As state legislative sessions are in full swing across the country, several are considering bills on issues related to religious liberty. Here is a quick rundown of a few that caught my eye:
In Georgia, a legislator has introduced a Religious Freedom Restoration Act (RFRA) bill. The federal RFRA, passed in 1993, prohibits the government from substantially burdening a person’s religious exercise unless that burden is necessary to further a compelling state interest. Although numerous states have enacted versions of the law (with varying degrees of fidelity to the original), in recent years RFRA proposals have been cast by proponents and opponents alike as a means of advancing religious exercise over interests protected by nondiscrimination laws. Some bills have included troubling language that would tip the scales of RFRA’s careful balance in favor of a religious claimant. As introduced, SB180 mirrors the federal law, setting the stage for a potentially contentious debate.
The Georgia legislature is no stranger to RFRA controversy. In 2016, then-Gov. Nathan Deal vetoed legislation that included a version of RFRA, saying some of the language “could give rise to state-sanctioned discrimination.” A couple of years later, current Gov. Brian Kemp campaigned on a promise to veto any religious freedom legislation that strayed from federal law, promising he would only sign a religious freedom bill that is the “mirror image” of the federal RFRA, presumably like the one just introduced. Stay tuned.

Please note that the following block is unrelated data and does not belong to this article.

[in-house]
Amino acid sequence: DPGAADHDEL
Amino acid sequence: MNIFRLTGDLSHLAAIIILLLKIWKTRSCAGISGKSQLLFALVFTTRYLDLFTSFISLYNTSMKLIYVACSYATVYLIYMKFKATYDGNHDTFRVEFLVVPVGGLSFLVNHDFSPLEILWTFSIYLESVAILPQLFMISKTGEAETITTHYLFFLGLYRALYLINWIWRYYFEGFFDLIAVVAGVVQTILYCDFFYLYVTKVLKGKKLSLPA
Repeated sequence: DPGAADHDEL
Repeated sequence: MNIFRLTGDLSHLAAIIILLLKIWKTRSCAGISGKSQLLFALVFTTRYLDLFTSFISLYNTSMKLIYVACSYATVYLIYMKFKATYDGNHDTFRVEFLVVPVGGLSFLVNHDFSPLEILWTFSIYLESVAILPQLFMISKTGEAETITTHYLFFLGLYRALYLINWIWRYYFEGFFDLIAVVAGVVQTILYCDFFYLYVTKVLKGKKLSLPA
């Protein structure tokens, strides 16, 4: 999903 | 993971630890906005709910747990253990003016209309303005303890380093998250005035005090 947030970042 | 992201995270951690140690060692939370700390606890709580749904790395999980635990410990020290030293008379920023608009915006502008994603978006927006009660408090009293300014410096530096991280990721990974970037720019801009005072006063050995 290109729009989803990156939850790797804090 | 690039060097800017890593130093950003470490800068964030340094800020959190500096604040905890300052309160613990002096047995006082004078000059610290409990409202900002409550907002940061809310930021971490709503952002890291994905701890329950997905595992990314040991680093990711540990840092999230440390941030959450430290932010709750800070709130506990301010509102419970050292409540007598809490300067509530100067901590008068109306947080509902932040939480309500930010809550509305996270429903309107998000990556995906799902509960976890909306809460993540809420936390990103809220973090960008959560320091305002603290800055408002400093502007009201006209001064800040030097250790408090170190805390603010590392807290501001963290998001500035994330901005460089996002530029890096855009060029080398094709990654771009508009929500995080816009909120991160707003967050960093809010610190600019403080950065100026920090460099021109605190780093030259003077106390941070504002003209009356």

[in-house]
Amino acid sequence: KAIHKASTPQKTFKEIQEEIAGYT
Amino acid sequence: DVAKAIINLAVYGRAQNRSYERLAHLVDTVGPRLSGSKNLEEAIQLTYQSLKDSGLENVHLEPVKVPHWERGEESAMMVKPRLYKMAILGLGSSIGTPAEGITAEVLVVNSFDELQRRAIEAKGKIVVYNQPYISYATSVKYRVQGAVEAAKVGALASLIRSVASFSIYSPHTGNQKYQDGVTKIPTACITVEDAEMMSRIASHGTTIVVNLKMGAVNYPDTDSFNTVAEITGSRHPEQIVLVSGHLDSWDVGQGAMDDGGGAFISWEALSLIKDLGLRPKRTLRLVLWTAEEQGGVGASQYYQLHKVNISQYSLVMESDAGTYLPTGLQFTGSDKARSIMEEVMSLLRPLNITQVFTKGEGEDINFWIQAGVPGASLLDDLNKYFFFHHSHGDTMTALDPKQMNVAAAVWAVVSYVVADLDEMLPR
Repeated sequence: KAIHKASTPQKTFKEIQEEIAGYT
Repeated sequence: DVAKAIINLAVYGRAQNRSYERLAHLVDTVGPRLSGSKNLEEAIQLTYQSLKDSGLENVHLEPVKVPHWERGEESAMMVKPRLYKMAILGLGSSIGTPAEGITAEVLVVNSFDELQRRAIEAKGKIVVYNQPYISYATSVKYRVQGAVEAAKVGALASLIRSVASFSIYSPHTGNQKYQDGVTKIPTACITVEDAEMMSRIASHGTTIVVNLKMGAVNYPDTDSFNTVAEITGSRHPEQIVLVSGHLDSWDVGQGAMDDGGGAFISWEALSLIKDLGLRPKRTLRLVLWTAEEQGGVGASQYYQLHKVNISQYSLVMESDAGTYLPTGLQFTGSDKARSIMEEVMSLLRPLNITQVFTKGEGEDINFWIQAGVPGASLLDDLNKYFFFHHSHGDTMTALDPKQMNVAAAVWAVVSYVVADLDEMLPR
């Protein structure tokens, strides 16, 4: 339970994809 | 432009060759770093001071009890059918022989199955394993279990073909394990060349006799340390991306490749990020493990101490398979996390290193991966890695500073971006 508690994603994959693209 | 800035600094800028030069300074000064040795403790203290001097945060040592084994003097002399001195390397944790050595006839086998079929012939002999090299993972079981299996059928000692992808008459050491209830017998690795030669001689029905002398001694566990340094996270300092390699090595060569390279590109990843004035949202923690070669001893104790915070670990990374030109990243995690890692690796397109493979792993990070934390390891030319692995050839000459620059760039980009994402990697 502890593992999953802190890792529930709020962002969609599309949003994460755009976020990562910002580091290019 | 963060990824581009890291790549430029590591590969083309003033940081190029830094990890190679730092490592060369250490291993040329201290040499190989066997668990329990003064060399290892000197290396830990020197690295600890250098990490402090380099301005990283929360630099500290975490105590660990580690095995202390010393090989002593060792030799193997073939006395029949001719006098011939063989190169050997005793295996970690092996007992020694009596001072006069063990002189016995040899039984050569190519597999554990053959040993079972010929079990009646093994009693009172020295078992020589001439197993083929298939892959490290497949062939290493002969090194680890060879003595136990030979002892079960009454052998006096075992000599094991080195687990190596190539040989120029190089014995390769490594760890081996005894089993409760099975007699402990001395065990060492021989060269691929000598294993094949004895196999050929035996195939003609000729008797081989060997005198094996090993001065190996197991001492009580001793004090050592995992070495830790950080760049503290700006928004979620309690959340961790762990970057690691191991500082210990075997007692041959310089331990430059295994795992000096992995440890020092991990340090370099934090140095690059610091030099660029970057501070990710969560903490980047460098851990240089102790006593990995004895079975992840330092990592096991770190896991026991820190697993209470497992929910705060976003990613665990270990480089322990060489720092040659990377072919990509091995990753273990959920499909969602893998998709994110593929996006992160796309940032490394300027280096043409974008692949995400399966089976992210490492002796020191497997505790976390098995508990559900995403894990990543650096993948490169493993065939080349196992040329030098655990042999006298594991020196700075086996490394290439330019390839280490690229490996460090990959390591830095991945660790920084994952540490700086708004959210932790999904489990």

Meanwhile, in Texas, a trio of bills are designed to augment religious liberty protections by expanding the list of religious holidays available to state employees (HB 1882), the list of religious holidays that cannot coincide with state academic tests and exam days (HB 1883), and the faiths whose leaders are eligible to officiate marriage ceremonies (HB 1884).
Statehouse reporter Ali Linan reports on how House Bill 1884 would expand the current law:
Currently, only Christian ministers, Jewish rabbis and certain judges are authorized to conduct marriage ceremonies. This bill would ensure that everyone, regardless of their religious practice, can be married by their faith leader, state leaders said.
“Religious freedom is one of the most important and fundamental rights guaranteed to us in our Constitution. It’s more than just the right to worship. The right to dignity and autonomy for every person is the right to openly express our faith and contribute to the spiritual richness of society,” [State Rep. Salman] Bhojani said.
Linan adds that similar bills introduced in the last session died in committee.
Lastly, in South Carolina, a bill called the “Live and Let Live Act” would bar the state from taking any action against a religious organization, person, or closely held corporation that declines to provide services on the basis of their religious beliefs about marriage and gender identity.